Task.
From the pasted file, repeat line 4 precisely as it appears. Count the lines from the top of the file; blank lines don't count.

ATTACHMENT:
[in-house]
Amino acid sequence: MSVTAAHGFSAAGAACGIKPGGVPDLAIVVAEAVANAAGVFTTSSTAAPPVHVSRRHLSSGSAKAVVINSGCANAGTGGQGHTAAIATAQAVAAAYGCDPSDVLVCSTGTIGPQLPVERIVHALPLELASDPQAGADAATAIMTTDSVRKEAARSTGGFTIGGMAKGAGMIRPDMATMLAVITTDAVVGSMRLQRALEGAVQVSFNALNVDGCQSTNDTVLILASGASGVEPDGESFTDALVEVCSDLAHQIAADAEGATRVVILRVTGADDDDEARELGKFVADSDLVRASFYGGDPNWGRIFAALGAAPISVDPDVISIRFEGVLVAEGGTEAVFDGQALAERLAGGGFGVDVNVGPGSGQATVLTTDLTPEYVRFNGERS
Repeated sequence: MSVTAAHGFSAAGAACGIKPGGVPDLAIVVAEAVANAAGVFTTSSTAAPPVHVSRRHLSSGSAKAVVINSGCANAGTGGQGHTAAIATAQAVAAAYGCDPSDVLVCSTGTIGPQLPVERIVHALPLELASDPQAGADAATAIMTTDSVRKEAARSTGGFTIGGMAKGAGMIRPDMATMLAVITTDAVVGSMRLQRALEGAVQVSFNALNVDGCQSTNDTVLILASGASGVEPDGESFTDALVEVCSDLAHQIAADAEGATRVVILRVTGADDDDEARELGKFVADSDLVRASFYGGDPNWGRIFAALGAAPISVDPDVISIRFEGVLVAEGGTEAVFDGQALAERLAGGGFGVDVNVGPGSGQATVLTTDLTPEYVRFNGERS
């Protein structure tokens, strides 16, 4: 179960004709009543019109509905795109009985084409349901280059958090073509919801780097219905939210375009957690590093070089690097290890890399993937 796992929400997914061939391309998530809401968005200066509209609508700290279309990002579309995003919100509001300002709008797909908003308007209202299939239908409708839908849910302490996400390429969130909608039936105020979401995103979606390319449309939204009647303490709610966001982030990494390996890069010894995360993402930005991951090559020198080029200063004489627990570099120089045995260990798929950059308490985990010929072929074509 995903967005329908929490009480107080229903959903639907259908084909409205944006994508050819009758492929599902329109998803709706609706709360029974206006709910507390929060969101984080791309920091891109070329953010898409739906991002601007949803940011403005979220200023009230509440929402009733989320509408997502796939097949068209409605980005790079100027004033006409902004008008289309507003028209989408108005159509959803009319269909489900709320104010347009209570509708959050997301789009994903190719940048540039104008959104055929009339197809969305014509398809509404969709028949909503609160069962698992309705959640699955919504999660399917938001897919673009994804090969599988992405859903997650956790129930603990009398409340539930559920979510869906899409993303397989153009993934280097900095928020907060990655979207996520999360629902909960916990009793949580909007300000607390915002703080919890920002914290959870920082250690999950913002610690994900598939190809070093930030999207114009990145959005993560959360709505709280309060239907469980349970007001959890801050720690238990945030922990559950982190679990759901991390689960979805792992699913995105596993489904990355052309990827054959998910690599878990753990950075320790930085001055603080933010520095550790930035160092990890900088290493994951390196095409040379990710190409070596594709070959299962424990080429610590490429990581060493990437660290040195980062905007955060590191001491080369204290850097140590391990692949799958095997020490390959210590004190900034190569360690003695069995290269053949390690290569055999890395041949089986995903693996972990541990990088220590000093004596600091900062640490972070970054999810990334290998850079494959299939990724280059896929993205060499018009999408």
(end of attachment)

């Protein structure tokens, strides 16, 4: 179960004709009543019109509905795109009985084409349901280059958090073509919801780097219905939210375009957690590093070089690097290890890399993937 796992929400997914061939391309998530809401968005200066509209609508700290279309990002579309995003919100509001300002709008797909908003308007209202299939239908409708839908849910302490996400390429969130909608039936105020979401995103979606390319449309939204009647303490709610966001982030990494390996890069010894995360993402930005991951090559020198080029200063004489627990570099120089045995260990798929950059308490985990010929072929074509 995903967005329908929490009480107080229903959903639907259908084909409205944006994508050819009758492929599902329109998803709706609706709360029974206006709910507390929060969101984080791309920091891109070329953010898409739906991002601007949803940011403005979220200023009230509440929402009733989320509408997502796939097949068209409605980005790079100027004033006409902004008008289309507003028209989408108005159509959803009319269909489900709320104010347009209570509708959050997301789009994903190719940048540039104008959104055929009339197809969305014509398809509404969709028949909503609160069962698992309705959640699955919504999660399917938001897919673009994804090969599988992405859903997650956790129930603990009398409340539930559920979510869906899409993303397989153009993934280097900095928020907060990655979207996520999360629902909960916990009793949580909007300000607390915002703080919890920002914290959870920082250690999950913002610690994900598939190809070093930030999207114009990145959005993560959360709505709280309060239907469980349970007001959890801050720690238990945030922990559950982190679990759901991390689960979805792992699913995105596993489904990355052309990827054959998910690599878990753990950075320790930085001055603080933010520095550790930035160092990890900088290493994951390196095409040379990710190409070596594709070959299962424990080429610590490429990581060493990437660290040195980062905007955060590191001491080369204290850097140590391990692949799958095997020490390959210590004190900034190569360690003695069995290269053949390690290569055999890395041949089986995903693996972990541990990088220590000093004596600091900062640490972070970054999810990334290998850079494959299939990724280059896929993205060499018009999408």